Veteran actor Stella Stevens died at age 84 on February 17, as her only son Andrew told CNN. She had been ill for a long time, and her Alzheimer's had progressed to stage seven, so the actor was in the hospital by the time of her death. "Alzheimer's is an insidious disease which affected not only my mother, but my grandmother and great aunt," Andrew stated. "Hopefully my mother's work will be remembered for her collaborations with some of the entertainment industry's biggest icons."

After a turbulent marriage at age 16, Stevens turned to acting and had her breakout in "Say One for Me" with Bing Crosby and Debbie Reynolds, which earned her a Golden Globe for New Star of the Year in 1960. She also became one of Playboy's favorite models, appearing in the magazine throughout the '60s. Her film career saw her star opposite Elvis in his musical comedy "Girls! Girls! Girls!" and Jerry Lewis in his classic sci-fi comedy "The Nutty Professor," before joining a cast of legends in the 1972 disaster flick "The Poseidon Adventure." In her later years, she made a string of TV appearances. "There are few enough actresses who can be funny and feminine at the same time, but she is certainly one of them," the critic Roger Ebert wrote, praising Stevens for her sense of humor.

Richard Belzer

Richard Belzer, who played the beloved TV detective John Munch for 23 years, died at age 78 in southern France on February 19. "He had lots of health issues, and his last words were, 'F**k you, motherf***er,'" his longtime friend Bill Scheft informed The Hollywood Reporter.

Born in Connecticut, the actor started out in comedy before landing his first movie, "The Groove Tube," in 1974. This was followed by roles in films like "Fame" and "Scarface," as well as his own TV show where Belzer was almost killed by Hulk Hogan in an on-air stunt. Then came the role that made him a household name: John Munch, who first appeared on "Homicide" in 1993 and on "Law and Order: Special Victims Unit" in 1999. "I would never be a detective, but if I were, that's how I'd be," he later told The Boomer Tube, mentioning his "paranoia and anti-establishment dissidence and conspiracy theories." He went on to play the same character in other shows like "30 Rock," "Arrested Development" and "Unbreakable Kimmy Schmidt."

His "Law and Order" co-workers paid tribute to the man behind Munch, who Dick Wolf called "one of television's iconic characters" on Twitter. "Richard brought humor and joy into all our lives," he noted. "Goodbye my dear, dear friend," Belzer's co-star Mariska Hargitay wrote on her Instagram, adding that she would miss his "singular take on this strange world." He is survived by his third wife, Harlee McBride, his two stepdaughters, and his cousin Henry Winkler.

Jansen Panettiere

The actor Jansen Panettiere met a tragically early death in February. Local law enforcement told TMZ that they had been urgently called out to a New York home on the evening of February 19, but that they were too late for the young actor. His cause of death wasn't announced, but it was reported that police did not think any criminal or violent behavior had taken place. He was only 28 years old.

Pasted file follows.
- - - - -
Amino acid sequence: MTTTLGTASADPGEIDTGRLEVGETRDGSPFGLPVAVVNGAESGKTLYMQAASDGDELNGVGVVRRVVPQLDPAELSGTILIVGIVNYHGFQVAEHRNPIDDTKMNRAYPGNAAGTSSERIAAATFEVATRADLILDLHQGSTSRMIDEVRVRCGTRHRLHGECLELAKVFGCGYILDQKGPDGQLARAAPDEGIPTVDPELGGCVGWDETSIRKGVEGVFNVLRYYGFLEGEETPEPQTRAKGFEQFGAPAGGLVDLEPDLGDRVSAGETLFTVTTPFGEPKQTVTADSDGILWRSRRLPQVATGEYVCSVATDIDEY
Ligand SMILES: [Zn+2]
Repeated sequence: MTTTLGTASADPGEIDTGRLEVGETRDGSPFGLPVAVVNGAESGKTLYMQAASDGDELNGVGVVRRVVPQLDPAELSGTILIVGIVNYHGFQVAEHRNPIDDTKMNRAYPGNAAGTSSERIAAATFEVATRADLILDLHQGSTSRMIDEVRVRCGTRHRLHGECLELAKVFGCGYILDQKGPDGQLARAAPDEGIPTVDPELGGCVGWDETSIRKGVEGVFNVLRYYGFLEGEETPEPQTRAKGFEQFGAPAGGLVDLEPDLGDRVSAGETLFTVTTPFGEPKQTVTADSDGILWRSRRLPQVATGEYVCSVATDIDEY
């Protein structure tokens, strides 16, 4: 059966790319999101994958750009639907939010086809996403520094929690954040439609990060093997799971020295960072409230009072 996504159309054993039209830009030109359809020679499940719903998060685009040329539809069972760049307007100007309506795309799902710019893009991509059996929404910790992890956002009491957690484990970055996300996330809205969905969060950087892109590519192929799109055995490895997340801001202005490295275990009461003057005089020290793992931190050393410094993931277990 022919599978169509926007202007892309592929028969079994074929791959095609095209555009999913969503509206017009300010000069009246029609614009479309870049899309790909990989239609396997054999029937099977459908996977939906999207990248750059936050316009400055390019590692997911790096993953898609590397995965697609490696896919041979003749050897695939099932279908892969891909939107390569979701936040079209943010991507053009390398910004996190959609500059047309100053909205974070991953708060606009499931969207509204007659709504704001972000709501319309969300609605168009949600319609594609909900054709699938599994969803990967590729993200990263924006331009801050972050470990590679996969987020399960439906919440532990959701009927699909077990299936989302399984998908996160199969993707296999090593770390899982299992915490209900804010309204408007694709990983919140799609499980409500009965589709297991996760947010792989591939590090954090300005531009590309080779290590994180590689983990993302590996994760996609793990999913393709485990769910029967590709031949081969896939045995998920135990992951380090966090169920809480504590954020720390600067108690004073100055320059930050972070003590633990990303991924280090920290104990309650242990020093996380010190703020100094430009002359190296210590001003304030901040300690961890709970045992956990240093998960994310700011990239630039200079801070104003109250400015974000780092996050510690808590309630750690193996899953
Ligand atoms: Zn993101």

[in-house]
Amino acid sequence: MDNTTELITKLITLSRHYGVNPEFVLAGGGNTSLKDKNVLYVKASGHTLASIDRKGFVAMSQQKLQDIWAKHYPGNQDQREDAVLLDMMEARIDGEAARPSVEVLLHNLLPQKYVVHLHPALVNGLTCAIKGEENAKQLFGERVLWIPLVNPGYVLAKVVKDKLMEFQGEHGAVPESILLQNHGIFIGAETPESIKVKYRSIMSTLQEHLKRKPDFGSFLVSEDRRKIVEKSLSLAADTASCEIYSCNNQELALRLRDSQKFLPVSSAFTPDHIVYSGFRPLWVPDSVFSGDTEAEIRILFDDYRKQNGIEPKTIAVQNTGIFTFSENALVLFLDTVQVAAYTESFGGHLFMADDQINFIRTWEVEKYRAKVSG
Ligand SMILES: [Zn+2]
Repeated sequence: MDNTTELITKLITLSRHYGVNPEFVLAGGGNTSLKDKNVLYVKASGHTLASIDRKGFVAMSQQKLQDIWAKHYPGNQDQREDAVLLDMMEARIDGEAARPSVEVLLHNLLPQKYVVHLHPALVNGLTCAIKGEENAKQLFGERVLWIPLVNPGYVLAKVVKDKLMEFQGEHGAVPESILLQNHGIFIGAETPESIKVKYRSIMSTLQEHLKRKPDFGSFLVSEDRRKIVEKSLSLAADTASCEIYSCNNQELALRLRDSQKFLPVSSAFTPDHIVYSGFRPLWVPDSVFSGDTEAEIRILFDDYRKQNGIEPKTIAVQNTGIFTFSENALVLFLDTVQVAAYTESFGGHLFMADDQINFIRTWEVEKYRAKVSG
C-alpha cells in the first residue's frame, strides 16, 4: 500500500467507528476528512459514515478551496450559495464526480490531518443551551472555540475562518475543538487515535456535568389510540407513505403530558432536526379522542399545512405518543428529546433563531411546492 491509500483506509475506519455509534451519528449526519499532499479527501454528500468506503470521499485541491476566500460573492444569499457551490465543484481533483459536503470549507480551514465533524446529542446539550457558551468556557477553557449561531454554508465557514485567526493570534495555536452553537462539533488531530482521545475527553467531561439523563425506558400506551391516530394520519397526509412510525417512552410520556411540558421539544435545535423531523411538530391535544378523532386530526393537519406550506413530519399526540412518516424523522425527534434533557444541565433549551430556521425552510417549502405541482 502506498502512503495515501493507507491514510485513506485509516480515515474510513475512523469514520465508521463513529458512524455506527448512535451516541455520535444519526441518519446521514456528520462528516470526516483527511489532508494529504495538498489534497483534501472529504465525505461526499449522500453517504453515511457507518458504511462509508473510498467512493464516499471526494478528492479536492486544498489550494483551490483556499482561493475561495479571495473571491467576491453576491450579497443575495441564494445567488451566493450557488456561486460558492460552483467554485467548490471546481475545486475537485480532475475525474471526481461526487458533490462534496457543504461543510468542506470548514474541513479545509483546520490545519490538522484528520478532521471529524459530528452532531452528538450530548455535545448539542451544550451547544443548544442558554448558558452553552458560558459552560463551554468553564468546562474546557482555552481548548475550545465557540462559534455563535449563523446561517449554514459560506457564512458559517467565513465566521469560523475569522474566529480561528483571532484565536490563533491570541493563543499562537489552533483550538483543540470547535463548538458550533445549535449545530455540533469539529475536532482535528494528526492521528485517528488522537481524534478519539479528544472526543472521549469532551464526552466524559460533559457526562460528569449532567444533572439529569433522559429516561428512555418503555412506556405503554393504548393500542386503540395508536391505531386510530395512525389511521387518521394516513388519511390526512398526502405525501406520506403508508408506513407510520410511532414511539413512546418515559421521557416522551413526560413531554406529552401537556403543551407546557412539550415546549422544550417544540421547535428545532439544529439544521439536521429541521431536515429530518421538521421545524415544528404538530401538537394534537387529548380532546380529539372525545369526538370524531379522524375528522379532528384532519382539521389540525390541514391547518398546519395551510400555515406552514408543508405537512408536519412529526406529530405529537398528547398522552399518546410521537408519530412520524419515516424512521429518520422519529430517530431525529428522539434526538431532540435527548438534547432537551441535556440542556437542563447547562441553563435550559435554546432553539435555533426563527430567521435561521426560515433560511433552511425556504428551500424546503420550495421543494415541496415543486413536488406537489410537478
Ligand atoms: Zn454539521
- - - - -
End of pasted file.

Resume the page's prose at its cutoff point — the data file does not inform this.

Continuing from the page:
Panettiere first burst onto our screens as a child star in TV shows like "Even Stevens" and "Everybody Hates Chris." He also provided voice acting for animated films like "Robots" and "Ice Age: The Meltdown." And he got to act opposite his older sister Hayden Panettiere in her 2004 Disney TV movie "Tiger Cruise" in a supporting role. They were still close up until his death, as could be seen through adorable pictures on his Instagram of Hayden giving her little brother a haircut. His social media also showed off his love of creating abstract colorful art.

Since Jansen had acted in Season 9 of "The Walking Dead," fan accounts on Twitter posted tributes to the late actor. He is survived by his parents, Lesley Vogel and Skip Panettiere, as well as his famous sister. "Hayden is absolutely heartbroken," a source told ET, explaining that she had supported him through his lowest points. "She loved her brother unconditionally and the two shared a special bond."

Tom Sizemore

Actor Tom Sizemore died on March 3 after he was hospitalized following a brain aneurysm on February 19. His manager confirmed that he was with his brother and sons in Burbank, California, adding: "The Sizemore family has been comforted by the hundreds of messages of support." He was 61.

Sizemore became a well-known character actor by appearing in films like "Heat," "Natural Born Killers," "Pearl Harbor," and "Black Hawk Down," as well as playing a tough sergeant in "Saving Private Ryan." But he faced his share of legal troubles as well, and his career was interrupted by arrests for drug possession and domestic abuse over the years. In recent years, he made guest appearances in TV shows like "Twin Peaks: The Return" and "Cobra Kai."

After his death was announced, former co-star Danny Trejo and his ex-wife Maeve Quinlan paid tribute to Sizemore online. His brother Paul stated that he was "deeply saddened by the loss of my big brother Tom," describing the impact that his brother had on him. "He was talented, loving, giving and could keep you entertained endlessly with his wit and storytelling ability."

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Robert Blake

Robert Blake's niece, Noreen Austin, confirmed to Deadline that the actor had been at his house in Los Angeles when he died at age 89 from heart disease on March 9, 2023. In an email to CNN, his daughter, Delinah Blake Hurwitz, revealed that Blake had been with his family at the time.